RIVER ROUGE (WWJ) – After three years of delays, repairs to a bridge that links River Rouge to southwest Detroit are finally nearing completion.
Built in 1922, the Jefferson Avenue drawbridge was heavily damaged in May 2013 after a drunk bridge operator lowered it onto a passing freighter.READ MORE: Royal Oak Plans To Establish A New ‘Social District’
For years the bridge sat idle. The closure not only cut off traffic between the cities, but it also cut off an economic lifeline for businesses along Jefferson Avenue.
“Actually, a lot of people who go to the casinos go through Jefferson right here and a lot of people who go downtown take Jefferson,” OJ Juwad, owner of the Marathon gas station and convenience store at Jefferson and Coolidge, told WWJ’s Ron Dewey. “Businesses that work over the bridge come this way for their supplies, their cigarettes, their pop, their gas. We don’t see these people no more.”
But now, road crews say the bridge is on track to re-open this fall. Frustrated businesses and residents who posted orange signs around town that read “Fix The Damn Bridge” are anxiously awaiting the day they can tear them down.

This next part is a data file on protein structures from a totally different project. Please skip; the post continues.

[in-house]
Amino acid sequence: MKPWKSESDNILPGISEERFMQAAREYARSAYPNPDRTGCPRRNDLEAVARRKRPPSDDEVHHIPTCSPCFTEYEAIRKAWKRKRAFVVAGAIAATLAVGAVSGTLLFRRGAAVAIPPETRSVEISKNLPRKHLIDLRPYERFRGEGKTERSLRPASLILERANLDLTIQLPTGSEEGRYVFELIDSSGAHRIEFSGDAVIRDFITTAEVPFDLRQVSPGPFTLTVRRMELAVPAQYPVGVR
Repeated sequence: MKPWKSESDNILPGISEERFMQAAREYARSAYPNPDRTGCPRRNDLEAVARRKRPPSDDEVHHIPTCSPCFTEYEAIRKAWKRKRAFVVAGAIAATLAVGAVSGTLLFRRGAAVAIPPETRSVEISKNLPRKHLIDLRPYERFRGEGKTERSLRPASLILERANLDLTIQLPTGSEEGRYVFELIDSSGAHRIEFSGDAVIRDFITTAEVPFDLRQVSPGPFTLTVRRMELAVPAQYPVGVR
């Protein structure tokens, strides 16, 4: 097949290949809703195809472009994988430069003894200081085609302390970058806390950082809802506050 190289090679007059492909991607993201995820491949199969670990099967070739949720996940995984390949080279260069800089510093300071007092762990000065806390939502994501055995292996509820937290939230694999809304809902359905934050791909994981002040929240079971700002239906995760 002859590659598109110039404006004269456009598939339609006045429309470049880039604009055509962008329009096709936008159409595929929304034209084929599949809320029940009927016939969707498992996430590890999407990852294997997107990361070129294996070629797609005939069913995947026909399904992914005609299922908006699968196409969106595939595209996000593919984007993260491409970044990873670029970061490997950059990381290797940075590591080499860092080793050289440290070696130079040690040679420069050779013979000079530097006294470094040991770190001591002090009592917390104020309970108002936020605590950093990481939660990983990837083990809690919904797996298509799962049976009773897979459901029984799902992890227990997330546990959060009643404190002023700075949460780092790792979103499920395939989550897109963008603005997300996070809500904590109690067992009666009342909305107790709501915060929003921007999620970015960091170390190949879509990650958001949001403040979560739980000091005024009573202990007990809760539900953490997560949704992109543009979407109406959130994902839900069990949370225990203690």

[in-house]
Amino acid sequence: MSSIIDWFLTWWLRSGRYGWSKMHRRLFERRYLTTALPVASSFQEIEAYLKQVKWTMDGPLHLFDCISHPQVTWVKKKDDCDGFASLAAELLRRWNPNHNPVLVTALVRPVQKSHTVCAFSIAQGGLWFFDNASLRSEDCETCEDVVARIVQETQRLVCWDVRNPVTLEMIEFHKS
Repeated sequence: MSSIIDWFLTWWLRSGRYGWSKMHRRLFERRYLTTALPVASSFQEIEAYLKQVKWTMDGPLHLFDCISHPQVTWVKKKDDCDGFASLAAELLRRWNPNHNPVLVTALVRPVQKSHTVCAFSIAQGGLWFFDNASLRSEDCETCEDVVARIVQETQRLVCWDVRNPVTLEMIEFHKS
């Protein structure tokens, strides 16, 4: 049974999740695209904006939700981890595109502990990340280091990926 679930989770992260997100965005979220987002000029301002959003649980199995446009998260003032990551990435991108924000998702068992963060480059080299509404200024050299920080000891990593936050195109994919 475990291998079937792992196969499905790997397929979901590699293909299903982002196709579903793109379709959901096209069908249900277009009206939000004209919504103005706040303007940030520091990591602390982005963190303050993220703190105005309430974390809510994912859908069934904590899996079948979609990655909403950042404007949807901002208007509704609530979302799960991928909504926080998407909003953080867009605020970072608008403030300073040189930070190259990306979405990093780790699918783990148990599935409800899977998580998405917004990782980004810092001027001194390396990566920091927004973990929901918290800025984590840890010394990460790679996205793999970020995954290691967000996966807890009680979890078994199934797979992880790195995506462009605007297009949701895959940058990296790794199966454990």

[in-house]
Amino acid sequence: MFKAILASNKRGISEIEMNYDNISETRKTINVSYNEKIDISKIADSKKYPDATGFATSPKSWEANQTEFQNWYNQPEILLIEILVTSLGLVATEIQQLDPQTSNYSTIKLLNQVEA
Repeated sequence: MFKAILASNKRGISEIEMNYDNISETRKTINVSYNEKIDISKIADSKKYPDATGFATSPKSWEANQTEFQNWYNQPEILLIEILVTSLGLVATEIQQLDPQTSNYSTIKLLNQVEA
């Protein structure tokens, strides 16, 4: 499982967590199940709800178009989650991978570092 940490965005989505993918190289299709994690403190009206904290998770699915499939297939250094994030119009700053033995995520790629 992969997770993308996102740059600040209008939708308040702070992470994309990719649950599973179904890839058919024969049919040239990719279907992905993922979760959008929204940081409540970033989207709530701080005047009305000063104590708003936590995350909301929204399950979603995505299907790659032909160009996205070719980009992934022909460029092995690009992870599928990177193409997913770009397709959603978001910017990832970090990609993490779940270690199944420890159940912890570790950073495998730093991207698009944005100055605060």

“Hopefully, the city revives again and people start using Jefferson like they did before,” said Juwad.READ MORE: Michigan House Committee Approves Resolution To Subpoena Former Health Director Robert Gordon
At least 20 businesses were forced to close because of the drop in traffic on West Jefferson. Dusty Denning, a waitress at the River Rouge Coney Island just down the street from the bridge, said they lost a lot of customers to the detour.
“There’s so many more places to eat right there, you know, because they’ve got to go around to Fort Street so they might as well eat over there. Why come around this way,” she said.
Other businesses that stayed open, like Juwad’s, had to make cutbacks to scrape by.
“That’s why I’m here right now,” he said. “I’m the owner and I come in at 6 o’clock in the morning to try to cover the gap.”
The bridge is expected to re-open sometime this fall, Wayne County officials said.MORE NEWS: Detroit Public Schools Pause In-Person Learning Until May Amid COVID-19 Cases Spike